Ismail Merchant, James Ivory, and Ruth Prawer Jhabvala forged a producer-director-writer team that began exploring the clash
of cultures about two decades before it became fashionable. With India as the arena and the Raj as context, the piquancy of
their unique Indian-American-European perspective on this oh-so-very-British--and to a lesser extent, Indian--subject, starting
with the delectable Shakespeare Wallah (1965), was often lost on all three continents.
Cotton Mary, Merchant's fourth directorial venture (which opens in New York on February 11), a film about the gradual
destruction of an Anglo-Indian nurse obsessed with an English couple's baby in India in the '50s, continues in the same vein,
albeit without Ivory and Jhabvala. Yet another Indian-American collaboration (this time with screenwriter Alexandra Viets),
Cotton Mary treads the very murky waters of skin color, self-hatred, fetishization, and, ultimately, the unhealthy symbiosis
wrought by that colonialism, without the whiff of nostalgia that British efforts invariably convey.
Madhur Jaffrey (Cotton Mary) has not been in a role of a complexity worthy of her since she was seen opposite Deborah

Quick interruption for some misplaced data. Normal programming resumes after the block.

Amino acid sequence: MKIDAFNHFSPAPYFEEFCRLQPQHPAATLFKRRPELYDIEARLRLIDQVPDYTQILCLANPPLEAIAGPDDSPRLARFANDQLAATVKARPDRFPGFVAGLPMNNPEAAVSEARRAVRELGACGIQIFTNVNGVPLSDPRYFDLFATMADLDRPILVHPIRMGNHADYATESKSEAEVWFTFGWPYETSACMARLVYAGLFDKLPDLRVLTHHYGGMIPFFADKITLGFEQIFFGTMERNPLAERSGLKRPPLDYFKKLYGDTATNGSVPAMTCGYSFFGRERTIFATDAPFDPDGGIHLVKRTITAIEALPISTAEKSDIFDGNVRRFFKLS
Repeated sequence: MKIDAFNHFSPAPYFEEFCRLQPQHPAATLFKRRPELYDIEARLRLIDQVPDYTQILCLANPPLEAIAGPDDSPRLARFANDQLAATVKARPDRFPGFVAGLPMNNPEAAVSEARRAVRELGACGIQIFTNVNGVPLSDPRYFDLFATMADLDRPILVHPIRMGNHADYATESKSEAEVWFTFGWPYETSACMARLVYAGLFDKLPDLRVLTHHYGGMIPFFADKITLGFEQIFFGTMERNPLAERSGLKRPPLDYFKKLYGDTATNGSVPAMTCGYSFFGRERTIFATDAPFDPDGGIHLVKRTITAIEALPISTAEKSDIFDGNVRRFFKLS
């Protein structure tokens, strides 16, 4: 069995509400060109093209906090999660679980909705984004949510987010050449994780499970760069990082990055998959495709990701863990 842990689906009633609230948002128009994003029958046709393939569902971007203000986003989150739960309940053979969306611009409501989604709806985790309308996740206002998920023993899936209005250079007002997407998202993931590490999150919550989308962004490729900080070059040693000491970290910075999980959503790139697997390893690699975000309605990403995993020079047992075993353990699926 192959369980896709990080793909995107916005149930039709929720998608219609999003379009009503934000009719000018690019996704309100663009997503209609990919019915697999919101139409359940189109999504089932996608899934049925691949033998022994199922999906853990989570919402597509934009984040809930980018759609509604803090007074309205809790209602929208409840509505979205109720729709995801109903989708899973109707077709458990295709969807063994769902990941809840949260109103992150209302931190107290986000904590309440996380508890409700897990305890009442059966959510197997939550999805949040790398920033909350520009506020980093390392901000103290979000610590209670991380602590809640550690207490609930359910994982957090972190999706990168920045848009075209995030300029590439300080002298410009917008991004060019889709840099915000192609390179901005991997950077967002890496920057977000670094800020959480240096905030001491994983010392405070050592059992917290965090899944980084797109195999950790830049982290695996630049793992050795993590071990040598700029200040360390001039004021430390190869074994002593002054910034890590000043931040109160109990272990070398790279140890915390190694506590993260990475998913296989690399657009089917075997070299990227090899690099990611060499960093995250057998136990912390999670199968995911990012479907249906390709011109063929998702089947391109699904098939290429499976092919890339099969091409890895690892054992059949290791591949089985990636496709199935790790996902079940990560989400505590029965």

Kerr in The Assam Garden in 1985. The film's other roles, however--the English wife played by Greta Scacchi, James Wilby's
BBC-correspondent husband, and, hilariously, Sakina Jaffrey as Mary's sexpot niece, Rosie--are drawn in rather broad strokes.
The tragic narrative is leavened with trenchant anecdotes and observations of kitchen politics, the tyranny of servants, and
English ladies left behind by the Raj. But it occasionally begs the viewers' indulgence in its contrivances, while offering
insights into the relatively unknown and rapidly disappearing world of the Anglo-Indians in India.
It might be tempting with an ostensibly realistic drama like Cotton Mary to simply try and squeeze out as much social
and historical information as possible, but that would be to miss out on the film's subtler shadings: Mary's failings and
ultimate tragedy may be based on the moral depravity of British-Indian relations of the Raj, and the singular situation of
the Anglo-Indian, but they are ultimately her own as well. When she moves into the English household and takes over the couple's
lives, the Lord's Prayer's supplication for the forgiveness of our trespasses--as well as the trespasses against us--takes
on an unexpectedly historical and imperialist meaning.